Russia did not influence a mass of whites to put Trump over the top and yet some in the media continue to perpetuate the myth that Democrats must become more in tune with the white working class. It is a desirable narrative because it would mean Democrats should devote more resources to white voters, rather than admit that it fails to cater to its loyal black base. That failure made black voters apathetic. “I’m With Her” turned into “I Guess I’m With Her” because no one–especially black voters–could easily articulate what Clinton stood for. She clothed her positions in ambiguous political jargon when talking to black voters rather than boldly stating where she stood. She could recite a few stats on the number of black men incarcerated but could not tell us how much she hated the system of racism which created that reality. Clinton tried to quietly push a few “black concerns” inside of our churches, telling a Charlotte church crowd that her worries “were not the same as black grandmothers.” Yet she had no pro-black convictions to trumpet the countless other times she had a mic. Conversely, Trump did not simply talk “immigration reform,” he screamed daily about his his desire to deport as many immigrants as he could, called them rapists and never backed down. Trump chose a side.

Even with numbers to indicate her ineptitude at turning out voters, especially in urban centers, some are still more comfortable saying Democrats should focus more on the white working class and Russian interference. Why? As a nation we simply aren’t comfortable loving black folks in public. We feel that to be pro-black means anti-white. Politicians–even on the left–feel that siding with black people is too risky. We are a racist society and as such we can stomach Trump being pro-white but we cannot fathom anyone winning national office being pro-black. To make black concerns mainstream would do damage to the notion of of white supremacy, thus we’d rather ignore the numbers and say that the Democratic Party must further prioritize the needs of white people–a declining voting bloc–and send us around back.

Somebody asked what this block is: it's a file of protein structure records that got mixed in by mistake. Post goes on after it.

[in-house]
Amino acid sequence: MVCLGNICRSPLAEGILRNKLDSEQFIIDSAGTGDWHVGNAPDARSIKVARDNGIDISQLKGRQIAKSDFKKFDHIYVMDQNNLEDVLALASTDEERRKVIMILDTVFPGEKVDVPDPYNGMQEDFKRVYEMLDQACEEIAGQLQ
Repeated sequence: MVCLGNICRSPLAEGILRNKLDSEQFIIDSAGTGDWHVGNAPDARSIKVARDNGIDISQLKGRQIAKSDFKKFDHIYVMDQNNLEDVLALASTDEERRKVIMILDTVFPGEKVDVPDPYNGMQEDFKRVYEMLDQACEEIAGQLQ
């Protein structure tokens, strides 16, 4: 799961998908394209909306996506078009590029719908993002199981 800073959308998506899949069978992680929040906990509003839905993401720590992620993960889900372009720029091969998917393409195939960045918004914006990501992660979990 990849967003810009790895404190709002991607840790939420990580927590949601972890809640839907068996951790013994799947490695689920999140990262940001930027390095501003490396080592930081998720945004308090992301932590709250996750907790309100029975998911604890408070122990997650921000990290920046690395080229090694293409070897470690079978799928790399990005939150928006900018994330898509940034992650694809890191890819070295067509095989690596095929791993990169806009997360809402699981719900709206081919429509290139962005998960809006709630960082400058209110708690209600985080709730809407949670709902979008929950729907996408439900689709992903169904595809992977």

The question is will the Democratic Party learn from this cycle and love us publicly? Will we keep talking about Russia or pretend blacks only came out for Obama? This notion must also be retired. The percentage of eligible black voters that turned out jumped from 48 percent in 1996 to 61 percent in 2004–before Obama. Further, black women are the most active voters in the country. So now the Democratic Party sits at a crossroads and must choose a side. Black voters have the power to put you in office or not. The Party can spend four years chasing Trump voters or come on home and show us love–in public.